Hunters in Greenland earn a livelihood providing food for their families and communities. In doing so, they continue an age-old practice deeply rooted in respectful relationships among people and animals. Hunters’ safety and success depend on extensive knowledge of their environment and the ability to recognize and respond to changes, large and small, slow and fast, while they are out on the land, ice, snow, and water.
At the same time, wildlife management in Greenland is carried out in a web of biological reality, international commitments, scientific principles, and hunters’ experience. This is no easy task, involving dozens of communities in five municipalities along most of Greenland’s coast, as well as numerous populations of marine mammals, seabirds, and fishes—several shared with other countries.
Not surprisingly, it is difficult if not impossible to make everyone happy all the time. This is true even for species that are doing well, where the challenge is to allocate the harvest among many communities within, and sometimes beyond, Greenland, while trying to maintain healthy populations of animals. When a species or population is not doing well, this allocation is harder, because something has to change, and that something is often the size of the harvest.
With all this in mind, effective management requires good information. It is a big help if everyone has the same understanding of the same information. In practice, though, there are often big differences in perception and interpretation. For example, the results of aerial surveys of marine mammals may differ from the way hunters on the water see the same situation. An increasing population of one species may seem like good news to some people, but a sign of imbalance in the ecosystem to others. When one’s ability to put food on the table or earn a living is at stake, such differences can become the source of passionate debates and controversies.
While there are no simple solutions to these dilemmas, there are also strong foundations for cooperation and progress. No one wants to lose the abundance within Greenland’s waters. Sustaining its fishes, birds, and mammals is thus a common goal for everyone. While hunters have an obvious interest in harvesting the animals, they are also the ones most dependent upon keeping the populations healthy. The hunters are also out on the land and water more than anyone else, so gathering their observations and insights can be a huge benefit to scientists and managers as well.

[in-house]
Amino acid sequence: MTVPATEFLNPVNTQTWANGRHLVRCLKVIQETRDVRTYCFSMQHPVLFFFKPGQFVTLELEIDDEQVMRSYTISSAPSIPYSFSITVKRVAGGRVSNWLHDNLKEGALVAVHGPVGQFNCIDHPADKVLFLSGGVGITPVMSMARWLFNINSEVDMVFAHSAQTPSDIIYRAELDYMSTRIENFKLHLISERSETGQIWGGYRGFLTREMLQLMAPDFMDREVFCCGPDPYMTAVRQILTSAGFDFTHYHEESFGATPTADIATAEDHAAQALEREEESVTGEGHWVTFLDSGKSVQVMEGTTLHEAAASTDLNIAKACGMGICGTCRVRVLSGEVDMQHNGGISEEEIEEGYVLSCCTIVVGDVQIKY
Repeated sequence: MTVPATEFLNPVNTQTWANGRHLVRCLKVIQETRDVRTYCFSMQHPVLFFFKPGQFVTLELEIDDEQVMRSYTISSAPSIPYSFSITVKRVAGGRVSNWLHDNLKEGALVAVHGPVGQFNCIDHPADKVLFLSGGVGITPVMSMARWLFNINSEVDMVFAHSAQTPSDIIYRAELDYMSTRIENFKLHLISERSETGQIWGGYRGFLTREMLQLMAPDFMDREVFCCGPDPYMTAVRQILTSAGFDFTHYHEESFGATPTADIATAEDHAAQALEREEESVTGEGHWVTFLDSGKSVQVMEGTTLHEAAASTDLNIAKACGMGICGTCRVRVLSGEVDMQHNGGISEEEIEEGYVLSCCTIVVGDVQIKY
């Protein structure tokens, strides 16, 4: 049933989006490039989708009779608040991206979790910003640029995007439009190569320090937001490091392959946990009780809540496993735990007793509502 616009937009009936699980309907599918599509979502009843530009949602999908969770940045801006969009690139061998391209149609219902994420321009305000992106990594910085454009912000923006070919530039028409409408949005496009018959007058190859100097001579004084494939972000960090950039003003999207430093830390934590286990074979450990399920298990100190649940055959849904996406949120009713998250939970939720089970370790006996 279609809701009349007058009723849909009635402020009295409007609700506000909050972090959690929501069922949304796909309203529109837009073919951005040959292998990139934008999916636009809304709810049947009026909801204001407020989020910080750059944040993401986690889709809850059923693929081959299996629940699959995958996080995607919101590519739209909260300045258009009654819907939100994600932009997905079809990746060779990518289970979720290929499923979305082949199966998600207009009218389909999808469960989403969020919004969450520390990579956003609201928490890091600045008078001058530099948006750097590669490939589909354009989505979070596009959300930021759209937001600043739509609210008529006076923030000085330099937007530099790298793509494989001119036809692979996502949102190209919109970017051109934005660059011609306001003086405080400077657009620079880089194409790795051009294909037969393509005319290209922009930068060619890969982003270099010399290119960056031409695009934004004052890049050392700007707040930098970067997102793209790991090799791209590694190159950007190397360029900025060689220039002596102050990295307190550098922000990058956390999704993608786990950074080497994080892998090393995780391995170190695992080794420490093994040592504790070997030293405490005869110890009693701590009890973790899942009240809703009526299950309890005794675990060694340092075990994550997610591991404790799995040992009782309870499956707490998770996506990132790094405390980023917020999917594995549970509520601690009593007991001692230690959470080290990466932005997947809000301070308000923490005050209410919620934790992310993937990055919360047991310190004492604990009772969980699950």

In this regard, a collaboration of hunters and managers called the PISUNA project in North West Greenland shows great promise, as was recently recognized by the Nordic Council’s 2018 Environmental Award. The name is an acronym from the Greenlandic name Piniakkanik Sumiiffinni Nalunaarsuineq, which means “Opening Doors to Native Knowledge.” Hunters provide their observations of the environment and animals, making note also of ecosystem connections and effects that help explain what they see. By making hunters’ observations accessible, PISUNA contributes to a body of shared information and helps create a more comprehensive view of Greenland’s marine ecosystems. And if hunters have more confidence in the information used in wildlife management, they are more likely to support the management measures that are put in place.
The idea that hunters can participate in gathering information and in wildlife management is also the premise of co-management organizations in northern Canada and Alaska. Cooperation of this kind does not resolve all conflicts or controversies, but it can provide a means for hunters, scientists, and managers to share ideas and better understand one another’s needs and perspectives. Such cooperation must go beyond a one-way flow of information from hunters to scientists and managers. The more opportunities there are for all three groups to talk together and find common ground, the better. Finding the time and resources is always a challenge, but the investment in hunters’ involvement is likely to pay big dividends.
Henry P. Huntington is the Arctic science director for Ocean Conservancy.